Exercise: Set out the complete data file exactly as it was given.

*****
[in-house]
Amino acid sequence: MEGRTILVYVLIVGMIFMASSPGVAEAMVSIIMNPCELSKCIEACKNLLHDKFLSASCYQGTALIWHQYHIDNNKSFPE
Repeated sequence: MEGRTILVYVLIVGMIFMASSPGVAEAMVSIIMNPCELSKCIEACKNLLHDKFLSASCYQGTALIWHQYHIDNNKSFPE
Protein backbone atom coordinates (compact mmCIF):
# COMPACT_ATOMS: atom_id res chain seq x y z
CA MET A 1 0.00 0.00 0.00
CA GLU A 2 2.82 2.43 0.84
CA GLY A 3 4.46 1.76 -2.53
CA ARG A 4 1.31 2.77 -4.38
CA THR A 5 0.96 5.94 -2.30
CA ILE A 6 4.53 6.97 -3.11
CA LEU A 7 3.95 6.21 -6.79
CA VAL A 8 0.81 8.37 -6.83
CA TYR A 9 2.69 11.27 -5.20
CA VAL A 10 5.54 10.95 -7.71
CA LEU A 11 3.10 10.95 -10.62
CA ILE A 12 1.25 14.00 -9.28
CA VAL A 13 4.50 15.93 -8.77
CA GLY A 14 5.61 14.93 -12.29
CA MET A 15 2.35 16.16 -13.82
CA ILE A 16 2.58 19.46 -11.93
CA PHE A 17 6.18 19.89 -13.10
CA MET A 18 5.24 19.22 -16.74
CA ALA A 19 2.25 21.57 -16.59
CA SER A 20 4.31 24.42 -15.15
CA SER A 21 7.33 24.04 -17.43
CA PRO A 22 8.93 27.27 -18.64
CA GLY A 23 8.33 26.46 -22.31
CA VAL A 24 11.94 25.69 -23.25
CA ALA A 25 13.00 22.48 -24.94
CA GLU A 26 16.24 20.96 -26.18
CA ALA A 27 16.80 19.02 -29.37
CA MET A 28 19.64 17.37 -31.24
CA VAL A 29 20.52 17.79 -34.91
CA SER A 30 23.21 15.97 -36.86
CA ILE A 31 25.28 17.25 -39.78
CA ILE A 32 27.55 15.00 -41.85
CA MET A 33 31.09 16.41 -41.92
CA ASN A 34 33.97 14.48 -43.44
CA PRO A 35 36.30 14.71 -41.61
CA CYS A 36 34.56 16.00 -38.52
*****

[in-house]
Amino acid sequence: MEGRTILVYVLIVGMIFMASSPGVAEAMVSIIMNPCELSKCIEACKNLLHDKFLSASCYQGTALIWHQYHIDNNKSFPE
Repeated sequence: MEGRTILVYVLIVGMIFMASSPGVAEAMVSIIMNPCELSKCIEACKNLLHDKFLSASCYQGTALIWHQYHIDNNKSFPE
Protein backbone atom coordinates (compact mmCIF):
# COMPACT_ATOMS: atom_id res chain seq x y z
CA MET A 1 0.00 0.00 0.00
CA GLU A 2 2.82 2.43 0.84
CA GLY A 3 4.46 1.76 -2.53
CA ARG A 4 1.31 2.77 -4.38
CA THR A 5 0.96 5.94 -2.30
CA ILE A 6 4.53 6.97 -3.11
CA LEU A 7 3.95 6.21 -6.79
CA VAL A 8 0.81 8.37 -6.83
CA TYR A 9 2.69 11.27 -5.20
CA VAL A 10 5.54 10.95 -7.71
CA LEU A 11 3.10 10.95 -10.62
CA ILE A 12 1.25 14.00 -9.28
CA VAL A 13 4.50 15.93 -8.77
CA GLY A 14 5.61 14.93 -12.29
CA MET A 15 2.35 16.16 -13.82
CA ILE A 16 2.58 19.46 -11.93
CA PHE A 17 6.18 19.89 -13.10
CA MET A 18 5.24 19.22 -16.74
CA ALA A 19 2.25 21.57 -16.59
CA SER A 20 4.31 24.42 -15.15
CA SER A 21 7.33 24.04 -17.43
CA PRO A 22 8.93 27.27 -18.64
CA GLY A 23 8.33 26.46 -22.31
CA VAL A 24 11.94 25.69 -23.25
CA ALA A 25 13.00 22.48 -24.94
CA GLU A 26 16.24 20.96 -26.18
CA ALA A 27 16.80 19.02 -29.37
CA MET A 28 19.64 17.37 -31.24
CA VAL A 29 20.52 17.79 -34.91
CA SER A 30 23.21 15.97 -36.86
CA ILE A 31 25.28 17.25 -39.78
CA ILE A 32 27.55 15.00 -41.85
CA MET A 33 31.09 16.41 -41.92
CA ASN A 34 33.97 14.48 -43.44
CA PRO A 35 36.30 14.71 -41.61
CA CYS A 36 34.56 16.00 -38.52